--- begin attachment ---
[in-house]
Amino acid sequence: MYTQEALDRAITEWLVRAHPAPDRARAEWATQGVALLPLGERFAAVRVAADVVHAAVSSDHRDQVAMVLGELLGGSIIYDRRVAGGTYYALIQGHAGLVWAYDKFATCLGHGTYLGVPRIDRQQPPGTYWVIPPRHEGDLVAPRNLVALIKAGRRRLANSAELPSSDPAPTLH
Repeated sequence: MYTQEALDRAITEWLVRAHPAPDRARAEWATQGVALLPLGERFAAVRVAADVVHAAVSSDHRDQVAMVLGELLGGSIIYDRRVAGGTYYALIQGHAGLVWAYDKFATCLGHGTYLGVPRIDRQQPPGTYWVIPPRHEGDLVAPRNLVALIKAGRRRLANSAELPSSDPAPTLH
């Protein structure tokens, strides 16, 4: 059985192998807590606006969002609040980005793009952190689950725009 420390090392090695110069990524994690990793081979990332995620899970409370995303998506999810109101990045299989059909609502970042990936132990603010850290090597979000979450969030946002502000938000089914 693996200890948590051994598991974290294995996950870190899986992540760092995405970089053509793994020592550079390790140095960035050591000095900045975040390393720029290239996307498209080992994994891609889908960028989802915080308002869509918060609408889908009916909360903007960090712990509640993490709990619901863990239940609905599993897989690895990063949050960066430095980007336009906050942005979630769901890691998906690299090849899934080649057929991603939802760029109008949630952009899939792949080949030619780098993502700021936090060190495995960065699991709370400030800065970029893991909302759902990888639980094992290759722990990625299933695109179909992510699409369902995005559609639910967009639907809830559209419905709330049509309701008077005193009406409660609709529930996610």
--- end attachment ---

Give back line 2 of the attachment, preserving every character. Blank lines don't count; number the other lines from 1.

Amino acid sequence: MYTQEALDRAITEWLVRAHPAPDRARAEWATQGVALLPLGERFAAVRVAADVVHAAVSSDHRDQVAMVLGELLGGSIIYDRRVAGGTYYALIQGHAGLVWAYDKFATCLGHGTYLGVPRIDRQQPPGTYWVIPPRHEGDLVAPRNLVALIKAGRRRLANSAELPSSDPAPTLH